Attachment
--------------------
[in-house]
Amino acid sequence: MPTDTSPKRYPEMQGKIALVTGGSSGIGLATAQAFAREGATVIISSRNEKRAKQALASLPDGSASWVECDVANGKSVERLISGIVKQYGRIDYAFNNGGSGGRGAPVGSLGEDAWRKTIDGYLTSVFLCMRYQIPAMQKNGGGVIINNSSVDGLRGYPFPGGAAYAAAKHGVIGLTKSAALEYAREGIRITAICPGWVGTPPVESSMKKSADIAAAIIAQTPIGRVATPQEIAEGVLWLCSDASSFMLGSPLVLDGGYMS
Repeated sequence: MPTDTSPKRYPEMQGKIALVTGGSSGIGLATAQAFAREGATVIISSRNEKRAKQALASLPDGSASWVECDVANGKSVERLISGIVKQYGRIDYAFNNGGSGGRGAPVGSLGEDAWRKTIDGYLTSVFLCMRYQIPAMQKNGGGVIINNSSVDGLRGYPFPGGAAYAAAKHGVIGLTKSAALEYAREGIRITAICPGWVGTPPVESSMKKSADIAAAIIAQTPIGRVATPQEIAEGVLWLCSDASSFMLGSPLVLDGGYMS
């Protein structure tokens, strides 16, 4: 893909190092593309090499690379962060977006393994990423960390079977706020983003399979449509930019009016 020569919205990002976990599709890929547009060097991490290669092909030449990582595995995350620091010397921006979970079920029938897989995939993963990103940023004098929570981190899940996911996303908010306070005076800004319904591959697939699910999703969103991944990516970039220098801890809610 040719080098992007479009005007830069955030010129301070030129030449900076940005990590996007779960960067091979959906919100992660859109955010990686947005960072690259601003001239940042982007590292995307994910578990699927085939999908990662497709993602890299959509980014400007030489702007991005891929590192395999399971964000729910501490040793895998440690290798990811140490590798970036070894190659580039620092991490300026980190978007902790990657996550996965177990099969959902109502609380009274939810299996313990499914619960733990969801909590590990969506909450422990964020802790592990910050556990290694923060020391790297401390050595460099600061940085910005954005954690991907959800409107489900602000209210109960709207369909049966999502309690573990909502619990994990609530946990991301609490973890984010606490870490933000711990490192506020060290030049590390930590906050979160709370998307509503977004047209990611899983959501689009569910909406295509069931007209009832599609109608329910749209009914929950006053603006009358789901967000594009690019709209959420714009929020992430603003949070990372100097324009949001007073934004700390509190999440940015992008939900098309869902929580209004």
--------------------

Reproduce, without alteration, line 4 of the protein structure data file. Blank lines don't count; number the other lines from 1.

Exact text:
């Protein structure tokens, strides 16, 4: 893909190092593309090499690379962060977006393994990423960390079977706020983003399979449509930019009016 020569919205990002976990599709890929547009060097991490290669092909030449990582595995995350620091010397921006979970079920029938897989995939993963990103940023004098929570981190899940996911996303908010306070005076800004319904591959697939699910999703969103991944990516970039220098801890809610 040719080098992007479009005007830069955030010129301070030129030449900076940005990590996007779960960067091979959906919100992660859109955010990686947005960072690259601003001239940042982007590292995307994910578990699927085939999908990662497709993602890299959509980014400007030489702007991005891929590192395999399971964000729910501490040793895998440690290798990811140490590798970036070894190659580039620092991490300026980190978007902790990657996550996965177990099969959902109502609380009274939810299996313990499914619960733990969801909590590990969506909450422990964020802790592990910050556990290694923060020391790297401390050595460099600061940085910005954005954690991907959800409107489900602000209210109960709207369909049966999502309690573990909502619990994990609530946990991301609490973890984010606490870490933000711990490192506020060290030049590390930590906050979160709370998307509503977004047209990611899983959501689009569910909406295509069931007209009832599609109608329910749209009914929950006053603006009358789901967000594009690019709209959420714009929020992430603003949070990372100097324009949001007073934004700390509190999440940015992008939900098309869902929580209004």